November 19, 2014 – President Obama is scheduled to unveil his strategy to implement executive action regarding immigration reform Thursday evening, followed by a rally on Friday at a Del Sol High School in Las Vegas, Nevada. The White House made the official announcement via Facebook. It has been speculated that Obama will formally address the following components in his prospective immigration amendments:
• Expansion of Deferred Action
Obama’s executive order from 2012 previously created a program called Deferred Action for Childhood Arrivals (DACA). This program allows undocumented immigrants who entered the U.S. as children before June 2007, and who were also under 31 years old as of June 2012, to obtain legal status in two-year increments, including authorization to work and, in some instances, permission to travel internationally. According to Obama’s plan, a potential expansion to DACA will additionally include those who entered the U.S before they were 16 and extend the cutoff date for inclusion of immigrants who were under 31 as of January 2010. Moreover, deferred action is expected to include parents of U.S. citizens and legal permanent residents.
• Immigration Changes in the Tech Industry
Obama also plans to amend immigration policy governing tech jobs. However, explicit procedures regarding such are less clear as Congressional approval was required for prior proposals, such as lifting the annual H-1B cap. Possibilities for change include offering work permits to spouses of immigrants with tech jobs who hold temporary visas, and to immigrants who have applied for green cards but are waiting for their priority date to become current in the world quota. Obama may also attempt to accelerate current wait times for green cards for tech job holders by altering the way in which spouses and children are counted under the annual cap, or by recapturing approximately 200,000 unused expired green card numbers.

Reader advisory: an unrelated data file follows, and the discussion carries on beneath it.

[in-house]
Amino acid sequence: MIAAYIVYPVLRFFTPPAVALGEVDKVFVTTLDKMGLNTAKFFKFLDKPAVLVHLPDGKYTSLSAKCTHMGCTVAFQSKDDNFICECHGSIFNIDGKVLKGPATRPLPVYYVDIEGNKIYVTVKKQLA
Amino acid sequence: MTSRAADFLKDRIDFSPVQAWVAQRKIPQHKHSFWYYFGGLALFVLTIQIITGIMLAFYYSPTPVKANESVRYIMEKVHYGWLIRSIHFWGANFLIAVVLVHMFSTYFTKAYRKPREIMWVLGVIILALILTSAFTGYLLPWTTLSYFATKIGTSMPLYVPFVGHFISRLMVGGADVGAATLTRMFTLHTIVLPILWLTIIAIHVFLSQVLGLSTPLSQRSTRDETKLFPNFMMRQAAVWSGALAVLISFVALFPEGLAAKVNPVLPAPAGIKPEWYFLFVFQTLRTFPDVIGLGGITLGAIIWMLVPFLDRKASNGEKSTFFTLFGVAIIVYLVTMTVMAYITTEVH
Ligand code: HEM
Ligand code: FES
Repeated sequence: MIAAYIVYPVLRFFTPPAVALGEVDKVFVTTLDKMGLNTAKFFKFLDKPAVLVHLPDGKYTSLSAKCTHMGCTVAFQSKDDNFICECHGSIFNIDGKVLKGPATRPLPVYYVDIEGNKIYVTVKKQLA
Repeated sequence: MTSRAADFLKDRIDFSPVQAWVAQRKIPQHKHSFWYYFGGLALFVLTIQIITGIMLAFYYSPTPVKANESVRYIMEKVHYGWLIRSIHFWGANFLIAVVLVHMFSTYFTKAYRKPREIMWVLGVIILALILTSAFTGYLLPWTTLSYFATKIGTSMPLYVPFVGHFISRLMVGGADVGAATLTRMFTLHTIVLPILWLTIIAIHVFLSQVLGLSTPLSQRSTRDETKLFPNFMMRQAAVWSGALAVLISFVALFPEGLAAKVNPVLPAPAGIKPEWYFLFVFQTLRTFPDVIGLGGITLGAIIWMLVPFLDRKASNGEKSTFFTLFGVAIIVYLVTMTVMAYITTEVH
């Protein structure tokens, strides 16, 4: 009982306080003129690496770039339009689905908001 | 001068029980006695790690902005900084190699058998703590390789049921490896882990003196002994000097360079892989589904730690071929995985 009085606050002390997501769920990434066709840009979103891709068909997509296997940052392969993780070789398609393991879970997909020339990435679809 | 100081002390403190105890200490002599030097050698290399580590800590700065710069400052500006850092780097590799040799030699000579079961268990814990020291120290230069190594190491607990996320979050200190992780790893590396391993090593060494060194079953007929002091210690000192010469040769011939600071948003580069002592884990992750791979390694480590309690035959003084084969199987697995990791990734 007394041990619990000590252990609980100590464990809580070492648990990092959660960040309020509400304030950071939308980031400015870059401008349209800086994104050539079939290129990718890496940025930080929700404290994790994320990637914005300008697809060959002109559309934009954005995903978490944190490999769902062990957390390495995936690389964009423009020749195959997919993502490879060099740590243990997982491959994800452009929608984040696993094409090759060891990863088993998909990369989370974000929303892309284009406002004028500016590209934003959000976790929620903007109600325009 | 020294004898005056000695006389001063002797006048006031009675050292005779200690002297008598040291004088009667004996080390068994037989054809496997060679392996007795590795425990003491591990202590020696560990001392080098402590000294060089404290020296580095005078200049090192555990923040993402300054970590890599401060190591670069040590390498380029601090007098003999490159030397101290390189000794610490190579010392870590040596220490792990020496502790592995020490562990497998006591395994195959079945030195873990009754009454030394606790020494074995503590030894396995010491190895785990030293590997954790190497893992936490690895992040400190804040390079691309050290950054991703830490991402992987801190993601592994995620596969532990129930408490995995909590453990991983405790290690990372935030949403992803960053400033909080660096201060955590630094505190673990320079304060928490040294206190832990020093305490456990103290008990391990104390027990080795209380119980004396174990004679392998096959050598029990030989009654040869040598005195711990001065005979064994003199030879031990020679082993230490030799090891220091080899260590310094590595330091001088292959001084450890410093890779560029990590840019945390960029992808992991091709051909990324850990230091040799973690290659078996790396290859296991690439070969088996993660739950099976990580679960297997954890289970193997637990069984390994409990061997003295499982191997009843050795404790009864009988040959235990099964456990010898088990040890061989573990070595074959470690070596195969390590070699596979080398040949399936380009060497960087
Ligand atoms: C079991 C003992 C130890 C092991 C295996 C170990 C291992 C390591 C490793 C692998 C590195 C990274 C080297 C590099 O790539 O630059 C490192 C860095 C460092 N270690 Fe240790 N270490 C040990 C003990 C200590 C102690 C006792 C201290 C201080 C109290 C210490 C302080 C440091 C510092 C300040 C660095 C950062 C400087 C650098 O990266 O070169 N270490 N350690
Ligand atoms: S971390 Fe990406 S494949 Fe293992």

• Immigration Infrastructure
Obama has proposed several large-scale changes to immigration infrastructure and policy. First, Obama intends to increase border security by prioritizing deportation for serious criminals (as opposed to the currently upheld policy of deporting immigrants convicted of a broader range of criminal activity), terminating the current border protection program, Secure Communities, enabling the implementation a new program, and executing increased pay rises for Immigration and Customs Enforcement (ICE) officers.
Immigration reform has remained a hot topic this year, with particular emphasis throughout the November 2014 midterm elections. While Obama previously delayed immigration reform this past summer, it is evident that he intends to push forward with the implementation of his plan by year-end to improve the current immigration system.
Green and Spiegel will continue to monitor immigration reform closely and welcome those who could potentially benefit from a change in the law to add themselves to our mailing list.